Here is a very brief review of some of the worst impacts and dangers at the Hanford Site.
The Green Run
In December 1949 the United States deliberately released an immense amount of radiation into populated areas at the Hanford Site during the notorious Green Run. It was the largest intentional release of radiation conducted by the U.S. government. While nuclear testing in Nevada exposed many people to significant amounts of radiation, this was a byproduct of the desire to test weapons. In the Green Run the intention was specifically to release the radiation into the Hanford area. The Green Run was conducted in reaction to the test of the first Soviet nuclear weapon in Kazakhstan several months earlier. The first indications that the Soviets had successfully tested a nuclear weapon came when sensors at Hanford picked up the radiation several days later. It was decided to release radiation “similar” to that of the Soviet test to develop and hone detection equipment and better analysis of the Soviet program.
After the end of World War Two the U.S. method of processing the plutonium from the spent nuclear fuel rods involved “maturing” the rods, or letting them cool for approximately 100 days to allow short-lived nuclear isotopes (like iodine-131) to decay. Kate Brown has a detailed discussion of the decisions that eventually led to extending this maturing period at Hanford during this time in her pivotal book, Plutopia. The U.S. assumed that in their rush to produce nuclear weapons as quickly as possible the Soviets were “short-cooling” their plutonium being manufactured at the Mayak Complex, and thus processing the plutonium before these short-lived radionuclides had decayed. The Green Run was a plan to mimic this and process plutonium that had not cooled for 100 days, but instead had cooled only a few weeks and was, hence, “green.” To increase the ability of the radiation detection equipment in the area, and on the airplanes that participated, the filters at the plutonium processing plants that specifically filtered out iodine-131 were turned off for the 12-hour duration of the Green Run.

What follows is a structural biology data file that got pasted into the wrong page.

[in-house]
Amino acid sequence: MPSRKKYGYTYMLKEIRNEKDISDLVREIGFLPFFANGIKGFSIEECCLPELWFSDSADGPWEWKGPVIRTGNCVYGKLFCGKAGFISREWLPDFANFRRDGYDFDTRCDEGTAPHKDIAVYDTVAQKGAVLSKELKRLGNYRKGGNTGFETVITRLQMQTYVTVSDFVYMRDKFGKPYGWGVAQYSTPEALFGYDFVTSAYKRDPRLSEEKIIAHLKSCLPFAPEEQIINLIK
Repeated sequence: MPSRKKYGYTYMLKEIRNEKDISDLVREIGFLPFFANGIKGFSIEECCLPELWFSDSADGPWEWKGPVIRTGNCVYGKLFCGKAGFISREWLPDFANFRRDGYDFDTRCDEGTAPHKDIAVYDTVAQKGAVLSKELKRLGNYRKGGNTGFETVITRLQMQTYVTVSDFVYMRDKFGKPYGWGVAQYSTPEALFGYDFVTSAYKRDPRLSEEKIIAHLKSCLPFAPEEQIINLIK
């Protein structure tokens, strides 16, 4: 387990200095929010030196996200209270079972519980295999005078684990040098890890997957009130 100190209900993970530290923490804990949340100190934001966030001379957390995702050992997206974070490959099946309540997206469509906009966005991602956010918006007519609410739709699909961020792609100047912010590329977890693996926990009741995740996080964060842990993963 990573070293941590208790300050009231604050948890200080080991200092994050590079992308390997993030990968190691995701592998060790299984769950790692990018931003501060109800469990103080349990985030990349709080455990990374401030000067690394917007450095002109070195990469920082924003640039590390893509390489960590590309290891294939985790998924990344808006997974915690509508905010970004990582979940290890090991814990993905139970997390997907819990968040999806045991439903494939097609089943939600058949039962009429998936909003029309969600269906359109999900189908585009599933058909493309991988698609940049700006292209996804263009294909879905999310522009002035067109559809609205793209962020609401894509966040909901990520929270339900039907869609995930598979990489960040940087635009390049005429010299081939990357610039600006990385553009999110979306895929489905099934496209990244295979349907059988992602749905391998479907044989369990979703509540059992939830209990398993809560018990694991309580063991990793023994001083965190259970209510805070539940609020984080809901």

As bad as this deliberate release of radiation into the downwind communities was, things did not go as planned. The intended amount of iodine-131 to be released was dwarfed by the actual release, which was double what was anticipated. While scientists imagined they would then be tracking a coherent cloud as it moved away from the site, the resulting radiation dispersed throughout a vast area stretching across much of Washington State and into Southern Oregon. Concentrations were found in valleys and lowlands as the radiation distributed irregularly. Internalizing iodine-131 is a direct cause of thyroid cancer.
EPA map of iodine-131 distribution following the Green Run showing both heavy dose area and total distribution
The Tank Farms
Few things pose as great a threat to public health at Hanford than the Tank Farms. The Tank Farms are 177 single and double shelled waste storage tanks sited at two different locations on the Hanford complex. In the early days at Hanford, when plutonium for nuclear weapons was separated from the spent nuclear fuel, the leftover uranium from the process was stored in these tanks. Over the years a wide range of the highest level radioactive and chemical wastes were dumped into these tanks. According to the State of Washington the 177 tanks hold 53 million gallons of the highest level radioactive waste existing in the United States. 67 of the single shelled tanks have leaked over 1 million gallons of this highly radioactive waste which is migrating through the soil and groundwater into the Columbia River. In 2011 the Department of Energy emptied the contents of many of the leaking single shelled tanks into double shelled tanks, however the design of the double shelled tanks was found to be flawed, resulting in further leaks.